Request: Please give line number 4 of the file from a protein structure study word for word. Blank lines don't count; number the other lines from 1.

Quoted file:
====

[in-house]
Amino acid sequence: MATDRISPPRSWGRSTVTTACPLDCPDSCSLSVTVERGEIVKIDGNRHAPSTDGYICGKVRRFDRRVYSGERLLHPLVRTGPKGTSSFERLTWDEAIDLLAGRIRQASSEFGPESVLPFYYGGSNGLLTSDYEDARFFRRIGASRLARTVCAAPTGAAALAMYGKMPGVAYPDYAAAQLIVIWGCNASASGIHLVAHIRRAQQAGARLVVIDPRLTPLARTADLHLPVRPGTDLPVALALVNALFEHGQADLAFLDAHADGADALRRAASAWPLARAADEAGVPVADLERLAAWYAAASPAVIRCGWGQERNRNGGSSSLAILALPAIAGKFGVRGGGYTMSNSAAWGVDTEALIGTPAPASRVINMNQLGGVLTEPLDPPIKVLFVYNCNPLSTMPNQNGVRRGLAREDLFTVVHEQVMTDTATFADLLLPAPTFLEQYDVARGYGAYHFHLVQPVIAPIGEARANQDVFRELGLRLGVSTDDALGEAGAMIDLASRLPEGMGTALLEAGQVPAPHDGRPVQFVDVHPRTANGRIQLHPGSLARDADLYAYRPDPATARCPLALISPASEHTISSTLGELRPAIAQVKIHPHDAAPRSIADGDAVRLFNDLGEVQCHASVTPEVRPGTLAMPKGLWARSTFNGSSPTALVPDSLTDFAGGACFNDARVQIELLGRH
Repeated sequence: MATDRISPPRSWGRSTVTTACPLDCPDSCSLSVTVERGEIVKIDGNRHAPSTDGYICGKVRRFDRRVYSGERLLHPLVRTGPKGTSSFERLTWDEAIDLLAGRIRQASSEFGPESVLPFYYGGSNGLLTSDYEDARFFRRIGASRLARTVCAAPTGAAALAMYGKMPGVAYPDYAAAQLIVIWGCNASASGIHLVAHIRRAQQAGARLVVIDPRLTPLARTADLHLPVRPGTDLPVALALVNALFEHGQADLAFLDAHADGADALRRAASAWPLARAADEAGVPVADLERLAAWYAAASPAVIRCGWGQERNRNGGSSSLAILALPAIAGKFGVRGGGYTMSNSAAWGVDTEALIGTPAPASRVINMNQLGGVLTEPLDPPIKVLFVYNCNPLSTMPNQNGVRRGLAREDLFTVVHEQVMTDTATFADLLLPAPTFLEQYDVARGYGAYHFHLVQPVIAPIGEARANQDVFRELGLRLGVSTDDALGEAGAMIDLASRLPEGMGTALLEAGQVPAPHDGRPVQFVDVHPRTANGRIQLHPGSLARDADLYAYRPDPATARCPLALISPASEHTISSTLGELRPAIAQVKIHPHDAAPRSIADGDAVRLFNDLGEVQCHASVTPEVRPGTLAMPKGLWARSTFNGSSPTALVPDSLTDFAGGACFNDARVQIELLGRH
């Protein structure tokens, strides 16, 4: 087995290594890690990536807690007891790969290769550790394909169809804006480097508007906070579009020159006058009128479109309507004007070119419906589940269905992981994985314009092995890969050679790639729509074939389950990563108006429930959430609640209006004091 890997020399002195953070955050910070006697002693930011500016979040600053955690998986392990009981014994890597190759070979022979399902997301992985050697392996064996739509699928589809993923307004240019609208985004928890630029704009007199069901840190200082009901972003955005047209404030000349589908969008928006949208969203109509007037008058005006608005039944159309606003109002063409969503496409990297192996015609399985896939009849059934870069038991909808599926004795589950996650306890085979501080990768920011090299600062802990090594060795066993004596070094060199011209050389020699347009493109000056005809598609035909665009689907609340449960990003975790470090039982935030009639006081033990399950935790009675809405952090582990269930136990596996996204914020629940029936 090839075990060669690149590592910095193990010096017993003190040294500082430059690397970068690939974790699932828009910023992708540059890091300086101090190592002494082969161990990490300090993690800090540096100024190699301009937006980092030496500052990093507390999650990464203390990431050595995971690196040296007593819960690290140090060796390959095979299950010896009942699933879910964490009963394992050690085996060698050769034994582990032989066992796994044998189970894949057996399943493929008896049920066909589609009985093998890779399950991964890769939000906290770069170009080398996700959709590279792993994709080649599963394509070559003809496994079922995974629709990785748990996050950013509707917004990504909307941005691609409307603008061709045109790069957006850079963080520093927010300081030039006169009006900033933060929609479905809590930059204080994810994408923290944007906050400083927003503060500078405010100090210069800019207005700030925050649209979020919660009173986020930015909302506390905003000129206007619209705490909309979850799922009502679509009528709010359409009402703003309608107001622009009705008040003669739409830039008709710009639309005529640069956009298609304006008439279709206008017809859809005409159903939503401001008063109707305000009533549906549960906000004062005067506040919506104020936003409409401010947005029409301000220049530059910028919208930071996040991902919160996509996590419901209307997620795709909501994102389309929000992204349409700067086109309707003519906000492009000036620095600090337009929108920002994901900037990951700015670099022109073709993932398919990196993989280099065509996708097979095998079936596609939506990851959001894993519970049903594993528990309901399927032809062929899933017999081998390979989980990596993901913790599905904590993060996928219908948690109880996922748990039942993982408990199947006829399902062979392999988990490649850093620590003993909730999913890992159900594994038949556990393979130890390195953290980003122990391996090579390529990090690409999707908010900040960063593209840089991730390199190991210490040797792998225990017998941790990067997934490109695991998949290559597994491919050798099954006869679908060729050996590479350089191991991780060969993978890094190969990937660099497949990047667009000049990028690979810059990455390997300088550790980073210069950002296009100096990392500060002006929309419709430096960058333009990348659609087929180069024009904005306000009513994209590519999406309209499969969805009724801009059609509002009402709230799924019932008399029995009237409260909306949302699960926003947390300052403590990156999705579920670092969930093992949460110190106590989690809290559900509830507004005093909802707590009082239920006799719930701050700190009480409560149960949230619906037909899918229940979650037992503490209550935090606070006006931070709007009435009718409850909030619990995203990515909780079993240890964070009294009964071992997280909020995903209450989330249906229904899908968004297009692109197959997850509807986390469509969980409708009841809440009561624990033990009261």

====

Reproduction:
């Protein structure tokens, strides 16, 4: 087995290594890690990536807690007891790969290769550790394909169809804006480097508007906070579009020159006058009128479109309507004007070119419906589940269905992981994985314009092995890969050679790639729509074939389950990563108006429930959430609640209006004091 890997020399002195953070955050910070006697002693930011500016979040600053955690998986392990009981014994890597190759070979022979399902997301992985050697392996064996739509699928589809993923307004240019609208985004928890630029704009007199069901840190200082009901972003955005047209404030000349589908969008928006949208969203109509007037008058005006608005039944159309606003109002063409969503496409990297192996015609399985896939009849059934870069038991909808599926004795589950996650306890085979501080990768920011090299600062802990090594060795066993004596070094060199011209050389020699347009493109000056005809598609035909665009689907609340449960990003975790470090039982935030009639006081033990399950935790009675809405952090582990269930136990596996996204914020629940029936 090839075990060669690149590592910095193990010096017993003190040294500082430059690397970068690939974790699932828009910023992708540059890091300086101090190592002494082969161990990490300090993690800090540096100024190699301009937006980092030496500052990093507390999650990464203390990431050595995971690196040296007593819960690290140090060796390959095979299950010896009942699933879910964490009963394992050690085996060698050769034994582990032989066992796994044998189970894949057996399943493929008896049920066909589609009985093998890779399950991964890769939000906290770069170009080398996700959709590279792993994709080649599963394509070559003809496994079922995974629709990785748990996050950013509707917004990504909307941005691609409307603008061709045109790069957006850079963080520093927010300081030039006169009006900033933060929609479905809590930059204080994810994408923290944007906050400083927003503060500078405010100090210069800019207005700030925050649209979020919660009173986020930015909302506390905003000129206007619209705490909309979850799922009502679509009528709010359409009402703003309608107001622009009705008040003669739409830039008709710009639309005529640069956009298609304006008439279709206008017809859809005409159903939503401001008063109707305000009533549906549960906000004062005067506040919506104020936003409409401010947005029409301000220049530059910028919208930071996040991902919160996509996590419901209307997620795709909501994102389309929000992204349409700067086109309707003519906000492009000036620095600090337009929108920002994901900037990951700015670099022109073709993932398919990196993989280099065509996708097979095998079936596609939506990851959001894993519970049903594993528990309901399927032809062929899933017999081998390979989980990596993901913790599905904590993060996928219908948690109880996922748990039942993982408990199947006829399902062979392999988990490649850093620590003993909730999913890992159900594994038949556990393979130890390195953290980003122990391996090579390529990090690409999707908010900040960063593209840089991730390199190991210490040797792998225990017998941790990067997934490109695991998949290559597994491919050798099954006869679908060729050996590479350089191991991780060969993978890094190969990937660099497949990047667009000049990028690979810059990455390997300088550790980073210069950002296009100096990392500060002006929309419709430096960058333009990348659609087929180069024009904005306000009513994209590519999406309209499969969805009724801009059609509002009402709230799924019932008399029995009237409260909306949302699960926003947390300052403590990156999705579920670092969930093992949460110190106590989690809290559900509830507004005093909802707590009082239920006799719930701050700190009480409560149960949230619906037909899918229940979650037992503490209550935090606070006006931070709007009435009718409850909030619990995203990515909780079993240890964070009294009964071992997280909020995903209450989330249906229904899908968004297009692109197959997850509807986390469509969980409708009841809440009561624990033990009261």